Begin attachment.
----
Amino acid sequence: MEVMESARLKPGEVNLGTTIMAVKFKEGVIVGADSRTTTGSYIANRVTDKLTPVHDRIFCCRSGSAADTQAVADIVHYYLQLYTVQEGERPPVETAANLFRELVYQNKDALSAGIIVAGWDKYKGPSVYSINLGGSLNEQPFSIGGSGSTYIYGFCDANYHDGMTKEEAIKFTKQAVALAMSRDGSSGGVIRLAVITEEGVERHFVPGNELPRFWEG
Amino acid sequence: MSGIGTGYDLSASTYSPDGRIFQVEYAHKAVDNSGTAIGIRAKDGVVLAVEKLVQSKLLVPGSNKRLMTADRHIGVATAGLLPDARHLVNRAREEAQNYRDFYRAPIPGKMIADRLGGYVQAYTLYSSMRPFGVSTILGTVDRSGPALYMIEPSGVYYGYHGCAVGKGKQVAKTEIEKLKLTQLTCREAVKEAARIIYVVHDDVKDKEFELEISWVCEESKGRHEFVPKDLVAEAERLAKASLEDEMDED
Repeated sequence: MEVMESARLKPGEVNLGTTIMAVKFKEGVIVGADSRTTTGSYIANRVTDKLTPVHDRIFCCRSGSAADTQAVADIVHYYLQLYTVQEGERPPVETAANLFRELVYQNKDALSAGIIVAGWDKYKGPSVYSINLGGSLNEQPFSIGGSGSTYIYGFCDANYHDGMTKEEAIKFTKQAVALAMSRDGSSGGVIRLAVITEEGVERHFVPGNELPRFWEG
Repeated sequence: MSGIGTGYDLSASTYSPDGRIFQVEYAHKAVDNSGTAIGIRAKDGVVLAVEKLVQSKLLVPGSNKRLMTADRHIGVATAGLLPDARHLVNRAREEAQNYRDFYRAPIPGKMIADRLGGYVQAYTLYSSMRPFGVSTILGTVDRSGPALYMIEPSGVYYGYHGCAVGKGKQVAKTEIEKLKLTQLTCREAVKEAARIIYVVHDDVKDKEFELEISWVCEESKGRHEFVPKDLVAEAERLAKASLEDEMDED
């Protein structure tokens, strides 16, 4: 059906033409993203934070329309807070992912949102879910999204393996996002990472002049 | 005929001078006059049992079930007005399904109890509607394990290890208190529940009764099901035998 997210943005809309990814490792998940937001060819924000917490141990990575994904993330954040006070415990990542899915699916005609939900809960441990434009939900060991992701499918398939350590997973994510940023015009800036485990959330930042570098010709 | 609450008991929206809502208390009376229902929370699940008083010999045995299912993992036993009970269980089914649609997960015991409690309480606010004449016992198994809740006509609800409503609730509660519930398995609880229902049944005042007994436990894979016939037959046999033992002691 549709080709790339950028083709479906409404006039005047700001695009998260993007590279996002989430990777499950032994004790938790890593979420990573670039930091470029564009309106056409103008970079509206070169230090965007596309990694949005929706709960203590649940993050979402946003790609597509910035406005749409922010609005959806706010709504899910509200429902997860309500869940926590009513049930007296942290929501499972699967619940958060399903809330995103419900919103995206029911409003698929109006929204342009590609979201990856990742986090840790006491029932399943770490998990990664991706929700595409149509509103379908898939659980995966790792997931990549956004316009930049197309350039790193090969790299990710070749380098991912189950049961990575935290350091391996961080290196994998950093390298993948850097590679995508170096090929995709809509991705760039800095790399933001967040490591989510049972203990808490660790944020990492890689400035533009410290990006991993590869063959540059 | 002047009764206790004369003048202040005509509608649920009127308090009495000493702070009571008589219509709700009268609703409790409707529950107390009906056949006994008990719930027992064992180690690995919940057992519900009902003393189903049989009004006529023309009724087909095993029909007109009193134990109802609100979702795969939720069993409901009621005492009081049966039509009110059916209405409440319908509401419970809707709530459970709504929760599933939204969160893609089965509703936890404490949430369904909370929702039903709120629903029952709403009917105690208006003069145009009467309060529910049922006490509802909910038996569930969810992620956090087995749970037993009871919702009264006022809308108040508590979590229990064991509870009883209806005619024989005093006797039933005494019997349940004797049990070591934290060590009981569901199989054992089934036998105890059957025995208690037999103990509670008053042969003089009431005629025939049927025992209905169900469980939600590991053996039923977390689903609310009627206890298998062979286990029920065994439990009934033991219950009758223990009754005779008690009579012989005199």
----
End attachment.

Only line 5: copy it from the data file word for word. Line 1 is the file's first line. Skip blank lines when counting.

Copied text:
């Protein structure tokens, strides 16, 4: 059906033409993203934070329309807070992912949102879910999204393996996002990472002049 | 005929001078006059049992079930007005399904109890509607394990290890208190529940009764099901035998 997210943005809309990814490792998940937001060819924000917490141990990575994904993330954040006070415990990542899915699916005609939900809960441990434009939900060991992701499918398939350590997973994510940023015009800036485990959330930042570098010709 | 609450008991929206809502208390009376229902929370699940008083010999045995299912993992036993009970269980089914649609997960015991409690309480606010004449016992198994809740006509609800409503609730509660519930398995609880229902049944005042007994436990894979016939037959046999033992002691 549709080709790339950028083709479906409404006039005047700001695009998260993007590279996002989430990777499950032994004790938790890593979420990573670039930091470029564009309106056409103008970079509206070169230090965007596309990694949005929706709960203590649940993050979402946003790609597509910035406005749409922010609005959806706010709504899910509200429902997860309500869940926590009513049930007296942290929501499972699967619940958060399903809330995103419900919103995206029911409003698929109006929204342009590609979201990856990742986090840790006491029932399943770490998990990664991706929700595409149509509103379908898939659980995966790792997931990549956004316009930049197309350039790193090969790299990710070749380098991912189950049961990575935290350091391996961080290196994998950093390298993948850097590679995508170096090929995709809509991705760039800095790399933001967040490591989510049972203990808490660790944020990492890689400035533009410290990006991993590869063959540059 | 002047009764206790004369003048202040005509509608649920009127308090009495000493702070009571008589219509709700009268609703409790409707529950107390009906056949006994008990719930027992064992180690690995919940057992519900009902003393189903049989009004006529023309009724087909095993029909007109009193134990109802609100979702795969939720069993409901009621005492009081049966039509009110059916209405409440319908509401419970809707709530459970709504929760599933939204969160893609089965509703936890404490949430369904909370929702039903709120629903029952709403009917105690208006003069145009009467309060529910049922006490509802909910038996569930969810992620956090087995749970037993009871919702009264006022809308108040508590979590229990064991509870009883209806005619024989005093006797039933005494019997349940004797049990070591934290060590009981569901199989054992089934036998105890059957025995208690037999103990509670008053042969003089009431005629025939049927025992209905169900469980939600590991053996039923977390689903609310009627206890298998062979286990029920065994439990009934033991219950009758223990009754005779008690009579012989005199």